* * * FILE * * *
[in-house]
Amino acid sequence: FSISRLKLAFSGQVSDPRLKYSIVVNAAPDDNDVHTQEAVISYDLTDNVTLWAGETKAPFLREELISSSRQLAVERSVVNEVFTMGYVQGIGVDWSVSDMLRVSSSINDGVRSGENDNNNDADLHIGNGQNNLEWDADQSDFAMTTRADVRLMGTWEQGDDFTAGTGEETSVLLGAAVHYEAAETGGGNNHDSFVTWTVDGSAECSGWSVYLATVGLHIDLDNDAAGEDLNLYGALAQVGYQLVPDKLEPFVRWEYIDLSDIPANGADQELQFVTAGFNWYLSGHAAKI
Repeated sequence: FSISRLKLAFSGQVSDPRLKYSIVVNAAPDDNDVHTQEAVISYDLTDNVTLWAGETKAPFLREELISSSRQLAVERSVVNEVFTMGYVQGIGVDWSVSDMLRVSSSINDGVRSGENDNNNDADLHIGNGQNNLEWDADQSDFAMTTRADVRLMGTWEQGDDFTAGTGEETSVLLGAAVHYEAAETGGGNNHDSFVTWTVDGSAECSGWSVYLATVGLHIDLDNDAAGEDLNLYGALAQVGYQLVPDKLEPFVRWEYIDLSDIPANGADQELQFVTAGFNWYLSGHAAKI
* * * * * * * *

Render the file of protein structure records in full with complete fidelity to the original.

[in-house]
Amino acid sequence: FSISRLKLAFSGQVSDPRLKYSIVVNAAPDDNDVHTQEAVISYDLTDNVTLWAGETKAPFLREELISSSRQLAVERSVVNEVFTMGYVQGIGVDWSVSDMLRVSSSINDGVRSGENDNNNDADLHIGNGQNNLEWDADQSDFAMTTRADVRLMGTWEQGDDFTAGTGEETSVLLGAAVHYEAAETGGGNNHDSFVTWTVDGSAECSGWSVYLATVGLHIDLDNDAAGEDLNLYGALAQVGYQLVPDKLEPFVRWEYIDLSDIPANGADQELQFVTAGFNWYLSGHAAKI
Repeated sequence: FSISRLKLAFSGQVSDPRLKYSIVVNAAPDDNDVHTQEAVISYDLTDNVTLWAGETKAPFLREELISSSRQLAVERSVVNEVFTMGYVQGIGVDWSVSDMLRVSSSINDGVRSGENDNNNDADLHIGNGQNNLEWDADQSDFAMTTRADVRLMGTWEQGDDFTAGTGEETSVLLGAAVHYEAAETGGGNNHDSFVTWTVDGSAECSGWSVYLATVGLHIDLDNDAAGEDLNLYGALAQVGYQLVPDKLEPFVRWEYIDLSDIPANGADQELQFVTAGFNWYLSGHAAKI